India’s gigantic showbiz sector, Bollywood included, has yet to throw up a single female comic celebrity, who headlines shows, programmes or movies, or has a popular fan-base.
India’s gigantic showbiz sector, Bollywood included, has yet to throw up a single female comic celebrity, who headlines shows, programmes or movies, or has a popular fan-base. Why is it over the decades that men have monopolized this genre — from Gope, Johnny Walker, Kishore Kumar, Om Prakash, Dhumal, Mehmood, Rajendranath, Jagdeep, Asrani, Paintal, Shakti Kapoor .... Sometimes, Bollywood heroes have donned the comic hat — Amitabh in tons of corny films with Meenakshi Sheshadri and Jaya Prada in the 1980s, Dharamendra in Chupke Chupke, Amol Palekar in Golmaal and Meri Biwi ki Shaadi; Aamir and Salman Khan in Andaaz Apna Apna; Akshay Kumar and Salman in Mujhse Shaadi Karogi; Salman in Dabangg; Shahrukh Khan in Chennai Express; Abhishek Bachchan and John Abraham in Dostana — in a desire to extend and expand their scope and range. Does the showbiz establishment believe that women cannot be as funny as men, or is it the old tried and tested misogyny on overdrive?
Film Critic Saibal Chatterjee attributes to the 500 year old parampara and Indian tradition: “This hallowed belief cuts both ways. While the richness is there, the fixation of women having specific roles allocated to them — mother, sister, wife, daughter — and the uncompromising requirement of playing them out in letter and spirit remains sacrosanct and breaking out of these roles to play joker is unthinkable! While thriving in social media times and hitting all the digital platforms with abandon is cool, as is naughty jokes among close friends, to be openly brazen, free n’ frank and exhibit comic flair physically on a public platform – theater, TV, screen – is totally chhee chhee territory! Politically incorrect and shockingly inappropriate … Log kya kahenge? Kaun shaadi karega? (what will people say? Who will marry them?”)
Ace script writer Apurva Asrani (Shahid, Citylights, Aligarh) concurs: “Chatterjee is spot-on. We have this Mother India complex and to either break free or cut loose is … blasphemy! Interestingly, it’s not that we lack female comic talent. Hema Malani in Sholay and Seeta aur Geeta, and Sridevi in Chaalbaaz, Mr. India and tons of other movies, even Juhi Chawla, Moushumi Chatterjee (Angoor) and Kangana Ranaut (Queen, Tanu Weds Manu) have exhibited fine comic flair garnering audience appreciation, but conditioned chauvinistic and tunnel-viewed values have disallowed this exciting track to come center-stage and embrace a new category. So these remain patronizing token also-ran tracks, not to be taken too seriously. Sad, but true.”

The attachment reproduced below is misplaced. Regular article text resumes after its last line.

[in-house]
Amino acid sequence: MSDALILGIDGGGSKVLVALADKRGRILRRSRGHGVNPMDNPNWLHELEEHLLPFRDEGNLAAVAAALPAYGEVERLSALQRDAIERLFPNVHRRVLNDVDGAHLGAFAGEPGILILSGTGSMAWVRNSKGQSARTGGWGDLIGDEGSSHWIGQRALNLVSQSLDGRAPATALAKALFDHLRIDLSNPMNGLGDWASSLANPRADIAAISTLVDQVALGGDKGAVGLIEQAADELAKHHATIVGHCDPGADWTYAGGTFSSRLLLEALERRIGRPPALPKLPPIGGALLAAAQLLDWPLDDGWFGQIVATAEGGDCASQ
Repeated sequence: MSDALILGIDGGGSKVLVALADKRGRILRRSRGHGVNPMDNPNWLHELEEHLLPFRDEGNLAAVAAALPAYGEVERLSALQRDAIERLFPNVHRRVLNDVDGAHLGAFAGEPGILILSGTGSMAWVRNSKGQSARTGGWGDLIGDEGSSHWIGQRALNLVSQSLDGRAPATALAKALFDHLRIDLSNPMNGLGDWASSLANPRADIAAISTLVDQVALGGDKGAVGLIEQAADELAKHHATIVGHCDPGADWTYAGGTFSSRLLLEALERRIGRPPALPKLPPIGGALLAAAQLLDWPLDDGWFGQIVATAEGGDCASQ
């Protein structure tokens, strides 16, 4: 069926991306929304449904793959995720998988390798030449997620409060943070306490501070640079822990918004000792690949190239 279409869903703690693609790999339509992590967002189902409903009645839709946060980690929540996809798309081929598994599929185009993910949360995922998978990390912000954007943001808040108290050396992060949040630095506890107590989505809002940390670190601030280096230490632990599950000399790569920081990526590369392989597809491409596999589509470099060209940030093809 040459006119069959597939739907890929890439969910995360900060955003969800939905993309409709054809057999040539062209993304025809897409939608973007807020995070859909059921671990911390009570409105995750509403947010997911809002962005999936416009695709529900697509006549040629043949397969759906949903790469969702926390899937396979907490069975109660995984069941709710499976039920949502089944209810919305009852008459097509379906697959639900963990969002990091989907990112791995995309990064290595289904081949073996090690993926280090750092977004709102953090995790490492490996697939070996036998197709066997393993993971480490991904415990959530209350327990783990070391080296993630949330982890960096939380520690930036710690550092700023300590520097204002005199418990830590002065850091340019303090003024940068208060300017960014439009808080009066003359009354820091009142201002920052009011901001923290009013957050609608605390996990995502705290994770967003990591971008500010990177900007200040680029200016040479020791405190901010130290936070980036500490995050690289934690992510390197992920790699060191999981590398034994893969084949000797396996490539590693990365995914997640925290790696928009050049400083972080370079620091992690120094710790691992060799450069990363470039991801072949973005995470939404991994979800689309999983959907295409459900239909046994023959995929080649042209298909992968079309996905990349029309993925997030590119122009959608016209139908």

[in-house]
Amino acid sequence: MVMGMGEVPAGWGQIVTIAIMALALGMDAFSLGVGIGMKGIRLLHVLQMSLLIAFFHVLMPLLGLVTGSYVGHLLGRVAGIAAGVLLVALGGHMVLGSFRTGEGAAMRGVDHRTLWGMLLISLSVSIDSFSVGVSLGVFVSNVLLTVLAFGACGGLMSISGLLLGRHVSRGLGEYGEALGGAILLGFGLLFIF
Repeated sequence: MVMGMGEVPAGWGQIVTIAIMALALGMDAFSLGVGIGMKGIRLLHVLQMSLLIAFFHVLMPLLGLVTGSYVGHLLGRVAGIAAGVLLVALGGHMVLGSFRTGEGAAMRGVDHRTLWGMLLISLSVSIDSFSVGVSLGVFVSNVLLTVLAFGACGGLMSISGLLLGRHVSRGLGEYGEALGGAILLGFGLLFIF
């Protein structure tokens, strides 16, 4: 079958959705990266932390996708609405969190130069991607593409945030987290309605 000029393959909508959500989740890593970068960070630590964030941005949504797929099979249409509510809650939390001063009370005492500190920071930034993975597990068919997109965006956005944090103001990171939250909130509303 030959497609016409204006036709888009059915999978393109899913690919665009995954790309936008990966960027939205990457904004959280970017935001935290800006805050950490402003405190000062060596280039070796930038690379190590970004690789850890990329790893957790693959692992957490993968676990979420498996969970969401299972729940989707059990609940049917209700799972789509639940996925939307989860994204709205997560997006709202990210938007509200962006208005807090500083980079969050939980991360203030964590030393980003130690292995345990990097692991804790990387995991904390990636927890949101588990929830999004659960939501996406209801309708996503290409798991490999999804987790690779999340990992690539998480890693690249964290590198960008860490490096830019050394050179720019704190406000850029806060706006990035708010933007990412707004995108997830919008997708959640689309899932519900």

Also, Asrani suggests that in recent times, with cheap adult comedies (Welcome, No Entry and Kya Kool Hai Hum) making the rounds, female funnies are out of sync and have little space.
Indian-born, bred and buttered New York-based female comedian Radhika Vaz brings her own comic spin to the debate. Wowing New York’s male-dominated comedy circuit with sexually frank, irreverent, female howlers, Vaz seems to have cracked the glass ceiling and attracted fans galore.
Stalking the stage, she unleashes one gem after another … “I believe that the number one reason for a woman to walk away from a spontaneous sexual encounter is … untended body hair. Anywhere — and we all know we have loads of nooks and crannies for it!” This in-your-face, funny, naughty exploration of what it is like to be a woman, in a funny, ribald fashion, has drawn US audiences. Can it work here, in similar fashion? A niche, elite, anglicized and westernized, metro-centric audience, perhaps, but its appeal is doubtful across the wider spectrum of Indian society. Chhee chhee, ganda, so ghatiya! Kitni besharam hai, yeh aurat! (Tut, tut, dirty, so cheap, how smaless is this woman).
Vaz believes that it’s about “every behavorial pattern women have been told to avoid. Proving to the world that being funny is not ladylike and won’t get us a man; being demure, quiet and allowing them to think they are the funniest guys in the room, will.”
So, there you are. Be it the wisecracks in Comedy Nights with Kapil, where women are the butt of all jokes, not the driving force, and males (Gutthi) play women with crass, broad strokes to an audience begging for more — or the super-fat Bharati (shades of yesteryears Tun Tun and Manorama?) doing her number — comedy nights are strictly a men only affair. Ellen? Tina Fey? Sarah Silverman? Whoopee Goldberg? In mainstream Indian showbiz platforms? That would be a real joke.